Theoretical debates often ensue as to the legitimacy of agent counterplans. For a video about agent counterplans, try 1
Actor (, Honarpisheh) is a 1993 Iranian film directed by Mohsen Makhmalbaf. The film features Akbar Abdi as Akbar, Fatemeh Motamed-Aria as his wife, Simin, and Mahaya Petrosian as the gypsy girl. The film is a combination of fiction and reality since the leading character has the same name and occupation as the actor who portrays the role, while the details and events are fictional.
Actor ( Greek: ; gen.: ) is a very common name in Greek mythology. Here is a selection of characters that share this name (which means 'leader', from the verb άγω: to lead or carry, to convey, bring):
- Actor, a king of Phthia, was said to be the son of King Myrmidon and Peisidice, daughter of Aeolus. Some say that Actor died childless, but others say that he is the father of Eurytion, his successor.
- Actor, son of King Deioneus of Phocis and Diomede, daughter of Xuthus, thus a brother of Asterodeia, Aenetus, Phylacus, and Cephalus. This Actor married Aegina, daughter of the river god Asopus, and had several children, among them Menoetius. Menoetius was counted among the Argonauts, and was the father of Patroclus ( Achilles' was the best friend or cousin).
- Actor, son of Zeus, descendant of Phrixus, was ruler of the Minyans of Orchomenus. He was father of Astyoche, who was seduced by the war-god Ares and bore him twin sons, named Ascalaphus and Ialmenus. These last two led the Minyan contingent to the Trojan War.
- Actor, son of Phorbas and Hyrmine, thus a brother of Augeas. He was king of Elis, and founded the city of Hyrmina, which he named after his mother. This Actor married Molione and became by her father of the twins known as the Molionides, Eurytus and Cteatus.
- Actor, son of Hippasus, one of the Argonauts.
- Actor, son of Oenops, brother of Hyperbius. He was among the defenders of the Borraean Gate at Thebes when the Seven Against Thebes attacked the city, and confronted Parthenopaeus at the gate.
- Actor, father of Sthenelus. Sthenelus followed Heracles in his campaign against the Amazons and was killed by them.
- Actor, one of the companions of the exiled Aeneas. He is probably the same who in another passage is called an Auruncan, and of whose conquered lance Turnus made a boast. This story seems to have given rise to the proverbial saying "Actoris spolium" ("the spoil of Actor"), for any poor spoil in general.
- Actor, father of Echecles. His son married Polymele, mother of Eudorus by Hermes.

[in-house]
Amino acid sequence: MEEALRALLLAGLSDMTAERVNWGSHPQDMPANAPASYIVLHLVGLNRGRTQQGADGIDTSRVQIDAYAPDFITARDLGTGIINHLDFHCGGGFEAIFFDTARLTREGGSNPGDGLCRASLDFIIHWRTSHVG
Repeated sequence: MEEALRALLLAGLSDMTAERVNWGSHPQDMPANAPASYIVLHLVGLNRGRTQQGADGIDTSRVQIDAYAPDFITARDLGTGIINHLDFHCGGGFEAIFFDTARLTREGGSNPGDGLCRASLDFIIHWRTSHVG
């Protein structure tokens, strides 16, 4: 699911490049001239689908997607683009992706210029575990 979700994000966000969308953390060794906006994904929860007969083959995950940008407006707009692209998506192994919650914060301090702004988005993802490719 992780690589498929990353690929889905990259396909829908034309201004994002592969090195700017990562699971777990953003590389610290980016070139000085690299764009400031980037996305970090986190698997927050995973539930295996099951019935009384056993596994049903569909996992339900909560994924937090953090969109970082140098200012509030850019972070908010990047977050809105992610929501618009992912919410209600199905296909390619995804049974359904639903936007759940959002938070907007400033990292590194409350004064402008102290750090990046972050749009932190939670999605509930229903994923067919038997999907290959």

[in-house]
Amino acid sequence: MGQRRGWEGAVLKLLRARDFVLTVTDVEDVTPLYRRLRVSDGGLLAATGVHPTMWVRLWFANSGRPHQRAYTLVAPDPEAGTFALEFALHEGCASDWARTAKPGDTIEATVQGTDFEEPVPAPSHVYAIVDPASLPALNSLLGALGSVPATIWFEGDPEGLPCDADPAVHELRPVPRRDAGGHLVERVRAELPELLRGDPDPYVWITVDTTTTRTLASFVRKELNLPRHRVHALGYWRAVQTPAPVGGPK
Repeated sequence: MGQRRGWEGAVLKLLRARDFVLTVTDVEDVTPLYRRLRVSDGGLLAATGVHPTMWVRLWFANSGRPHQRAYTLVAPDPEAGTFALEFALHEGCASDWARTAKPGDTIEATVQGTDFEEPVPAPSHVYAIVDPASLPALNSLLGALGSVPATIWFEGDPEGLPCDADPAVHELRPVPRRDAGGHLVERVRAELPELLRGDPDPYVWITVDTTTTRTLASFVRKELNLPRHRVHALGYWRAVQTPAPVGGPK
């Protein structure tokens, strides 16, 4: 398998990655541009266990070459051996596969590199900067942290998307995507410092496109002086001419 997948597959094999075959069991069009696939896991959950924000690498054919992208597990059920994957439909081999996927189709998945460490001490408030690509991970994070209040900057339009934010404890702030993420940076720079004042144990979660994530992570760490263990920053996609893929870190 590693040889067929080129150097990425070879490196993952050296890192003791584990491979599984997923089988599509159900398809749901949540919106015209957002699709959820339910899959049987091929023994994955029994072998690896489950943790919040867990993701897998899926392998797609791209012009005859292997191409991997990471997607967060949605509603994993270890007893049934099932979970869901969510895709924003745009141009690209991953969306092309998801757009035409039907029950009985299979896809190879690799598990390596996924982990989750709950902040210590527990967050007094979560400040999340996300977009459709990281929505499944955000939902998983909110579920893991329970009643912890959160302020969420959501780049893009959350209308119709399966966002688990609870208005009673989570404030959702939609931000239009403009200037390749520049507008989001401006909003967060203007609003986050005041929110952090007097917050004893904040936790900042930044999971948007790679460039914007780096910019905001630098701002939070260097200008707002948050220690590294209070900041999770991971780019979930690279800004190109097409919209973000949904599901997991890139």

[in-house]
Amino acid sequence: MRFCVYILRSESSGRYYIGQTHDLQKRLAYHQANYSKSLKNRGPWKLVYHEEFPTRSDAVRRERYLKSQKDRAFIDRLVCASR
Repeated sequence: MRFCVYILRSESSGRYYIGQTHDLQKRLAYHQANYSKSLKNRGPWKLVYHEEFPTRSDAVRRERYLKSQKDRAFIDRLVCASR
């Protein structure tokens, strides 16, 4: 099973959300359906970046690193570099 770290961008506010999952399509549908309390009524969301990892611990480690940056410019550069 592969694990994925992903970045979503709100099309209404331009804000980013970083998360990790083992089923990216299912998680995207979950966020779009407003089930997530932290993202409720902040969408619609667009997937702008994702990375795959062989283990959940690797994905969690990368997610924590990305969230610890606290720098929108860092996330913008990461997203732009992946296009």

- Actor, a warrior in the army of the Seven Against Thebes. He saw a chasm open in the earth that swallowed Amphiaraus.
- Actor, a Lapith. He was killed by the Centaur Clanis.
- Actor, son of Acastus, was accidentally killed by Peleus while hunting. As a retribution, Peleus sent to Acastus some cows and sheep that had been killed by a wolf sent by Thetis.
- Actor and Eurythemis were in one source called parents of Ancaeus (who other sources call the son of Lycurgus) and grandparents of Agapenor.
- Actor, a shepherd in Lemnos who befriended Philoctetes in Euripides' play Philoctetes.
An actor (or actress for female) is one who portrays a character in a performance. The actor performs "in the flesh" in the traditional medium of the theatre, and/or in modern mediums such as film, radio, and television. The analogous Greek term is (hypokrites), literally "one who interprets". The actor's interpretation of their role pertains to the role played, whether based on a real person or fictional character. Interpretation occurs even when the actor is "playing themselves", as in some forms of experimental performance art, or, more commonly; to act, is to create, a character in performance.
Formerly, in some societies, only men could become actors, and women's roles were generally played by men or boys. In modern times, women occasionally played the roles of prepubescent boys.
Actor is the second album by musician St. Vincent, released by 4AD on May 4, 2009, in the United Kingdom and a day later in the United States. The first single released was "Actor out of Work" that April. Annie Clark was influenced by scores to films by Disney and Woody Allen. To prevent writer's block, Clark watched films without the sound and composed music for her favorite scenes. After arranging the music using GarageBand, she then wrote lyrics and added gentle vocal melodies.
The music video for "Actor out of Work" was premiered April 10, 2009 on Spinner. In it, Clark auditions a series of actors who begin sobbing in front of her. The video for "Laughing with a Mouth of Blood" features Clark with comedy duo ThunderAnt as owners of a feminist bookstore.
The Actor programming language was invented by Charles Duff of The Whitewater Group in 1988. It was an offshoot of some object-oriented extensions to the Forth language he had been working on.